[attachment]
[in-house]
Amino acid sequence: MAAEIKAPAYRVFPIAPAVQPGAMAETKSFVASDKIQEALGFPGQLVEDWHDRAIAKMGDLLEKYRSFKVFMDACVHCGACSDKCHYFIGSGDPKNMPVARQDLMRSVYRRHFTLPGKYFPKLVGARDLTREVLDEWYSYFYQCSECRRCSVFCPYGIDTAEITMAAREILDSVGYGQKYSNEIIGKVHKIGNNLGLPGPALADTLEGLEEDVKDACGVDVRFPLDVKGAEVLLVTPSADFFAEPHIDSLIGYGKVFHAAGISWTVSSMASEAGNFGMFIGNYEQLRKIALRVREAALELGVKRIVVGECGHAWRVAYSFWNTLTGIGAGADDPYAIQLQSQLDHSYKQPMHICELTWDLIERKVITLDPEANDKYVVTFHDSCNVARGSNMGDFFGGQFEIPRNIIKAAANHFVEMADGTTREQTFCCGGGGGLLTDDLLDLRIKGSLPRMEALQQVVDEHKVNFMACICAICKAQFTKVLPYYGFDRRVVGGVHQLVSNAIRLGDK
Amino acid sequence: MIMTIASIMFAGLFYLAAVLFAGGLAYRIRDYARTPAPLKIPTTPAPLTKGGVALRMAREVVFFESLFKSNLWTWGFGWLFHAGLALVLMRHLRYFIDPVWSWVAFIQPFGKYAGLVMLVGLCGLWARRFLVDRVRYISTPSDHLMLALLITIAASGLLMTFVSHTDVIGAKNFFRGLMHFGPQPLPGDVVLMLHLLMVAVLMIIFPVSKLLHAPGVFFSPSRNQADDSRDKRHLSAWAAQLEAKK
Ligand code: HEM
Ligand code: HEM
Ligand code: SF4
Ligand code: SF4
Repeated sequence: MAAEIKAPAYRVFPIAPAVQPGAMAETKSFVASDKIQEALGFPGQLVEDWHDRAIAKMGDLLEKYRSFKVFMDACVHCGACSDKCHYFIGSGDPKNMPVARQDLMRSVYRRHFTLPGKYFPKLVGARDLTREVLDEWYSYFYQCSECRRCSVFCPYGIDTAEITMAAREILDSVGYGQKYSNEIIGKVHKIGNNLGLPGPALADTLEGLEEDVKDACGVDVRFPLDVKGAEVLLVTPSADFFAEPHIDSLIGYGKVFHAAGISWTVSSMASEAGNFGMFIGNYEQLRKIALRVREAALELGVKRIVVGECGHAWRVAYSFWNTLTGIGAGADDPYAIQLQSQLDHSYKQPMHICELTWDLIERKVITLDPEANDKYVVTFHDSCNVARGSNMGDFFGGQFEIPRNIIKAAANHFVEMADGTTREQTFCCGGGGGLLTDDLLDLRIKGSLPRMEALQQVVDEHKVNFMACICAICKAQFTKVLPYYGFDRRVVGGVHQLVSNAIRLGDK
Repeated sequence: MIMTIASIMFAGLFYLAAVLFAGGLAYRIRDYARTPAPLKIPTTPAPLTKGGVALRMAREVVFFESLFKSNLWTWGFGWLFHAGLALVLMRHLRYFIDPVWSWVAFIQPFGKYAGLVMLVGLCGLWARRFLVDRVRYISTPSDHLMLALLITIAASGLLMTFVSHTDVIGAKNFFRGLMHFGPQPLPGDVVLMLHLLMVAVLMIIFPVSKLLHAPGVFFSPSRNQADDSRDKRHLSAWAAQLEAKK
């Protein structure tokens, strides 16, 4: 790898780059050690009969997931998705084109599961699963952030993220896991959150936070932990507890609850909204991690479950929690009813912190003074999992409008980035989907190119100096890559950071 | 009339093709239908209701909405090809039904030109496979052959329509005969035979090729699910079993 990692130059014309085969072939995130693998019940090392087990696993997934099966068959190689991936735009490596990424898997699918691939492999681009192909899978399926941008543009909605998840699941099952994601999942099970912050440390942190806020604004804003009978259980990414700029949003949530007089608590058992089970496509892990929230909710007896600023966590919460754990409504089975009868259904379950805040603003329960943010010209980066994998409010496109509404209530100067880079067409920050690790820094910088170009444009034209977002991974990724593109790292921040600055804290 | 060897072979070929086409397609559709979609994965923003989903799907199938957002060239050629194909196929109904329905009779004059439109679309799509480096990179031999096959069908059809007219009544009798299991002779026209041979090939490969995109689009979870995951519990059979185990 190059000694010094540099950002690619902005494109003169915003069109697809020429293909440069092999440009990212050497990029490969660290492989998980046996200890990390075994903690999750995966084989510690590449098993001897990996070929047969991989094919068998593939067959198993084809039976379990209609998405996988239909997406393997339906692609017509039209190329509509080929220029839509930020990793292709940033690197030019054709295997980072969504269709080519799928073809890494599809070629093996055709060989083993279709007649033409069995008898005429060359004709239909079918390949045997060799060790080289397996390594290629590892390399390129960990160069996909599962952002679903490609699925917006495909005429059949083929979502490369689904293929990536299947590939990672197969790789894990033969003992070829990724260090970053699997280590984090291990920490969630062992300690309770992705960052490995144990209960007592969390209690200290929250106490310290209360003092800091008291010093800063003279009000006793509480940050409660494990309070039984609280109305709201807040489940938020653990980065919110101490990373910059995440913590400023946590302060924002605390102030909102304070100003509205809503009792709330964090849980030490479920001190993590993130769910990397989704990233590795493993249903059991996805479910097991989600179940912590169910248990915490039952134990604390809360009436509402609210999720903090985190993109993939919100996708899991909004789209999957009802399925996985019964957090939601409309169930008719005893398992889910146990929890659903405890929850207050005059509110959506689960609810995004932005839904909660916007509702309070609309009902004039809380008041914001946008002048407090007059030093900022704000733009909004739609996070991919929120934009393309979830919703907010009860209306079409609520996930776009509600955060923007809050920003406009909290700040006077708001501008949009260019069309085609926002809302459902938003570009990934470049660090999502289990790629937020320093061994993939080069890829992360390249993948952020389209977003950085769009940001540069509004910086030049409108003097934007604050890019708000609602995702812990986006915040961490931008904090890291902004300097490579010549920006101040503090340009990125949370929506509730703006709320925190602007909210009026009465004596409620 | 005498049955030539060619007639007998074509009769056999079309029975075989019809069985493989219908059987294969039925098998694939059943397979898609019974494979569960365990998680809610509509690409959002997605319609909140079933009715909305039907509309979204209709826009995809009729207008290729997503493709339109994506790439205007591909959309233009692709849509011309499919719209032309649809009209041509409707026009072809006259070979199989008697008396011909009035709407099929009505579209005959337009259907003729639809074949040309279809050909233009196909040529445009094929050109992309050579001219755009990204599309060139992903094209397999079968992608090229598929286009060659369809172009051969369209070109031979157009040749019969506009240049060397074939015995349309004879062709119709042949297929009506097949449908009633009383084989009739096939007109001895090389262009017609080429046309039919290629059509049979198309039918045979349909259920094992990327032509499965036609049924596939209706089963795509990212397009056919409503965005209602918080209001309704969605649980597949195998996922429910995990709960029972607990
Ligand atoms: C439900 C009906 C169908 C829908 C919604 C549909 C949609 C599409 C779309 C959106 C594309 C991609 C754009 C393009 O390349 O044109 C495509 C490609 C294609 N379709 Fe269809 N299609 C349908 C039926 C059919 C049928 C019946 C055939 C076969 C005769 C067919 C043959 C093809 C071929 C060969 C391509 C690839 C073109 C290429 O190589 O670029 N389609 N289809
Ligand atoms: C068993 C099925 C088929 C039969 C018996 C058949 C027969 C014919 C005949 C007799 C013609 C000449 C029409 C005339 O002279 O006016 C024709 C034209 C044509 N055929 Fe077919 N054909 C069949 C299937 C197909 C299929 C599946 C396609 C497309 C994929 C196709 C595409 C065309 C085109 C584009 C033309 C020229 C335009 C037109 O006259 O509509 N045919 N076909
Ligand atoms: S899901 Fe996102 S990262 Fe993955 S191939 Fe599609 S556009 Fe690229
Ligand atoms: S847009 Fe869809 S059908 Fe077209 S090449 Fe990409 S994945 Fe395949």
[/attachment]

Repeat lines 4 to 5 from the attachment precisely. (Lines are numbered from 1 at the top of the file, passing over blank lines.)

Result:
Ligand code: HEM
Ligand code: HEM